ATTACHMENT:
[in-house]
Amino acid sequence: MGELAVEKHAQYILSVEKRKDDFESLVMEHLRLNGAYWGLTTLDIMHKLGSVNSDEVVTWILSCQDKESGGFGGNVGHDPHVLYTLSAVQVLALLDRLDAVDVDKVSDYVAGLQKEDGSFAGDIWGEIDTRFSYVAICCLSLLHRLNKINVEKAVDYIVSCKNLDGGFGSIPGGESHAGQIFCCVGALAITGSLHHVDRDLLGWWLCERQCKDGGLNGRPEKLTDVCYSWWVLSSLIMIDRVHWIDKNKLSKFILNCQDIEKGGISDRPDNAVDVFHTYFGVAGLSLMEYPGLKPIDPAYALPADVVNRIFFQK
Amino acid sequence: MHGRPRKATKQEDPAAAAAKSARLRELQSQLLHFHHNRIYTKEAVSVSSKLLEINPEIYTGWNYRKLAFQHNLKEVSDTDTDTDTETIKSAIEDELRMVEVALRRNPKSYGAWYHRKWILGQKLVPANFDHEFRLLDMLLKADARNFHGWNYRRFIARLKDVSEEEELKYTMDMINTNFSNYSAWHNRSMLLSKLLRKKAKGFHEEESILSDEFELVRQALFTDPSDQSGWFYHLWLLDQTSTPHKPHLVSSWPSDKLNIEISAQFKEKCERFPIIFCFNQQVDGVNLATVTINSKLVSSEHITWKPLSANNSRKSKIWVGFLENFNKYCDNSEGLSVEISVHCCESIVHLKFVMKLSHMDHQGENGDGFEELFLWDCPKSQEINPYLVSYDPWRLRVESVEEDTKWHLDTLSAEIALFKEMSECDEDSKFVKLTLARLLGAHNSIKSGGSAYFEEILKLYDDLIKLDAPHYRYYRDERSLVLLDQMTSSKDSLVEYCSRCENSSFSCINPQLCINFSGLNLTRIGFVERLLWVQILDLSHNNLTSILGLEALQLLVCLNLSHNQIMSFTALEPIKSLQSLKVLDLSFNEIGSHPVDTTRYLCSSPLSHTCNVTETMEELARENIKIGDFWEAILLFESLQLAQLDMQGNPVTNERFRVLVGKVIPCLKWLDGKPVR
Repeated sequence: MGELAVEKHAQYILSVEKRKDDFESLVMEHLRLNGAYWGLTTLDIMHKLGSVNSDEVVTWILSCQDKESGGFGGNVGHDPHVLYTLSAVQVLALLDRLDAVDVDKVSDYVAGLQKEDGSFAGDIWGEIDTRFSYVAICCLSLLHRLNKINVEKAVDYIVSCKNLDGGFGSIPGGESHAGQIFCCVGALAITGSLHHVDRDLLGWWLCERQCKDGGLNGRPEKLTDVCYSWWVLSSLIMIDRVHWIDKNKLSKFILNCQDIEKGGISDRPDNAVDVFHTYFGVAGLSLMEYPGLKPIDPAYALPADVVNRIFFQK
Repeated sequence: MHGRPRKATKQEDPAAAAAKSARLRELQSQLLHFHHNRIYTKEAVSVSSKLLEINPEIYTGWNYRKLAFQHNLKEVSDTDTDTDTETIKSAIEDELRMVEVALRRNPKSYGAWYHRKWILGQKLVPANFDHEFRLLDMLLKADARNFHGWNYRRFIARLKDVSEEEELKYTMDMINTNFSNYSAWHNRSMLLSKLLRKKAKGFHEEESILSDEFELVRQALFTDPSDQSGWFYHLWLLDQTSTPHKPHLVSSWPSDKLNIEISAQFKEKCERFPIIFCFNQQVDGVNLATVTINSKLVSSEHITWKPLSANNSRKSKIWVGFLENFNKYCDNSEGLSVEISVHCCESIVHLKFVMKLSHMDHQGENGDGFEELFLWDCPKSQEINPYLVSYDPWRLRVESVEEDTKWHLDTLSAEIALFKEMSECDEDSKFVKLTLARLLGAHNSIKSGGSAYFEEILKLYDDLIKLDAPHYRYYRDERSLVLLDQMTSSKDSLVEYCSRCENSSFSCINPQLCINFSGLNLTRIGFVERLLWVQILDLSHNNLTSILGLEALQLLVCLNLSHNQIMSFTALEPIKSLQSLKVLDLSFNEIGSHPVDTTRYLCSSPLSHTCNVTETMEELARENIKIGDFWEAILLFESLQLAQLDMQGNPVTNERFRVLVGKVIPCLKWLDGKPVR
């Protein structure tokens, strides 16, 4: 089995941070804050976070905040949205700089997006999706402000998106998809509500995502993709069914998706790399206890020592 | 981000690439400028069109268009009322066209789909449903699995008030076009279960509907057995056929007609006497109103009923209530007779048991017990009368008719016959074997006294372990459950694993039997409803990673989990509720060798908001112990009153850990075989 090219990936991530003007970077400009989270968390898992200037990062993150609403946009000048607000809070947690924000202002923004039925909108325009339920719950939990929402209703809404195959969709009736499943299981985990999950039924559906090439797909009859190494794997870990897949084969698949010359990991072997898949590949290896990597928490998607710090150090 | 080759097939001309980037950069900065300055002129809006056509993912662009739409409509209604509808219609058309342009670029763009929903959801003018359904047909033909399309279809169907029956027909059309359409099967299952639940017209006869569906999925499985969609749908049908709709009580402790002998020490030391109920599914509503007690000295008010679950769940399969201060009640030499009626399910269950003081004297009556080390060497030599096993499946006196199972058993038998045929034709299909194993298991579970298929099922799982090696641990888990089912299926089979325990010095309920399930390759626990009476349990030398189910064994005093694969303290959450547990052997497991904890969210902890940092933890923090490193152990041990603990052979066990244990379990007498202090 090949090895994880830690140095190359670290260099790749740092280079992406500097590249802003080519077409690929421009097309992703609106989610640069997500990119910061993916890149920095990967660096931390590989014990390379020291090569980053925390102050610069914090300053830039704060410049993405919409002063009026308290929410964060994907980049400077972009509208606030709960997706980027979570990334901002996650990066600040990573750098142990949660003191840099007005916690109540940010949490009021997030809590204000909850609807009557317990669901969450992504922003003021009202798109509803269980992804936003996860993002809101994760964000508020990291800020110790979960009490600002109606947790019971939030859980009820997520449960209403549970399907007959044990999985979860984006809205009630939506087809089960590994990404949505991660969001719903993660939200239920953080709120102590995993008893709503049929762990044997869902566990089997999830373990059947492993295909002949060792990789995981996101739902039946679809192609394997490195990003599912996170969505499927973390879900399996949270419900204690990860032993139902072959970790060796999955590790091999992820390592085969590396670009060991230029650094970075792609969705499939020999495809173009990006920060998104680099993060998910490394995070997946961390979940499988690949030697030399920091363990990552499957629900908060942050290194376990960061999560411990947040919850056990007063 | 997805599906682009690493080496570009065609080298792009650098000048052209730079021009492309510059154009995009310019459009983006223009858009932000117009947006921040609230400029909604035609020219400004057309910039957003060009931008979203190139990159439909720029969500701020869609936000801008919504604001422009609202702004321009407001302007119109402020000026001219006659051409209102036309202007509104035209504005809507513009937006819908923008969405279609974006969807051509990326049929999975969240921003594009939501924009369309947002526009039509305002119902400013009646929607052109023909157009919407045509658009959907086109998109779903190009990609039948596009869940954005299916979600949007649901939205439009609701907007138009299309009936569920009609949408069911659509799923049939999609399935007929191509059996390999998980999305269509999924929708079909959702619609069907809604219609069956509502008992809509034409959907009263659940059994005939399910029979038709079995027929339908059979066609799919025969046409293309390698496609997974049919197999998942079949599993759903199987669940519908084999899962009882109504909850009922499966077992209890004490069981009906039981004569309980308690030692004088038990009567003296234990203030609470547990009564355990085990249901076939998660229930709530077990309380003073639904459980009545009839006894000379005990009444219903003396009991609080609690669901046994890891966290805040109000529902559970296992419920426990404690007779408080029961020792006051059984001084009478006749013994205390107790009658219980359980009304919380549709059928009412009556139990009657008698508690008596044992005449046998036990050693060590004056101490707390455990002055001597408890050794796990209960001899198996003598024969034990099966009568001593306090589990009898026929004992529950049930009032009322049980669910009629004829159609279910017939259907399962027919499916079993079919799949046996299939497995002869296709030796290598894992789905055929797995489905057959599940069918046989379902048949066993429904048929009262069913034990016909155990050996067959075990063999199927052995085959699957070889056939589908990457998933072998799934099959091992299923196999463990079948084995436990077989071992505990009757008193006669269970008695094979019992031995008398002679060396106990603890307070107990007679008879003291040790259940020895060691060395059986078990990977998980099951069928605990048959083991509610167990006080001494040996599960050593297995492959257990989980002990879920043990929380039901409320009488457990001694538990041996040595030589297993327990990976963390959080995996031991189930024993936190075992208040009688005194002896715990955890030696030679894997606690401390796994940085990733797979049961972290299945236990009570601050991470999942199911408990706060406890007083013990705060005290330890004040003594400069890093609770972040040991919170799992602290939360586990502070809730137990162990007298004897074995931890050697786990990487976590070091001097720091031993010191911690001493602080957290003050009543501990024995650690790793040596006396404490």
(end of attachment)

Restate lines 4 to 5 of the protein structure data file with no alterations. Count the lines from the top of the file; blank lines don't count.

Repeated sequence: MGELAVEKHAQYILSVEKRKDDFESLVMEHLRLNGAYWGLTTLDIMHKLGSVNSDEVVTWILSCQDKESGGFGGNVGHDPHVLYTLSAVQVLALLDRLDAVDVDKVSDYVAGLQKEDGSFAGDIWGEIDTRFSYVAICCLSLLHRLNKINVEKAVDYIVSCKNLDGGFGSIPGGESHAGQIFCCVGALAITGSLHHVDRDLLGWWLCERQCKDGGLNGRPEKLTDVCYSWWVLSSLIMIDRVHWIDKNKLSKFILNCQDIEKGGISDRPDNAVDVFHTYFGVAGLSLMEYPGLKPIDPAYALPADVVNRIFFQK
Repeated sequence: MHGRPRKATKQEDPAAAAAKSARLRELQSQLLHFHHNRIYTKEAVSVSSKLLEINPEIYTGWNYRKLAFQHNLKEVSDTDTDTDTETIKSAIEDELRMVEVALRRNPKSYGAWYHRKWILGQKLVPANFDHEFRLLDMLLKADARNFHGWNYRRFIARLKDVSEEEELKYTMDMINTNFSNYSAWHNRSMLLSKLLRKKAKGFHEEESILSDEFELVRQALFTDPSDQSGWFYHLWLLDQTSTPHKPHLVSSWPSDKLNIEISAQFKEKCERFPIIFCFNQQVDGVNLATVTINSKLVSSEHITWKPLSANNSRKSKIWVGFLENFNKYCDNSEGLSVEISVHCCESIVHLKFVMKLSHMDHQGENGDGFEELFLWDCPKSQEINPYLVSYDPWRLRVESVEEDTKWHLDTLSAEIALFKEMSECDEDSKFVKLTLARLLGAHNSIKSGGSAYFEEILKLYDDLIKLDAPHYRYYRDERSLVLLDQMTSSKDSLVEYCSRCENSSFSCINPQLCINFSGLNLTRIGFVERLLWVQILDLSHNNLTSILGLEALQLLVCLNLSHNQIMSFTALEPIKSLQSLKVLDLSFNEIGSHPVDTTRYLCSSPLSHTCNVTETMEELARENIKIGDFWEAILLFESLQLAQLDMQGNPVTNERFRVLVGKVIPCLKWLDGKPVR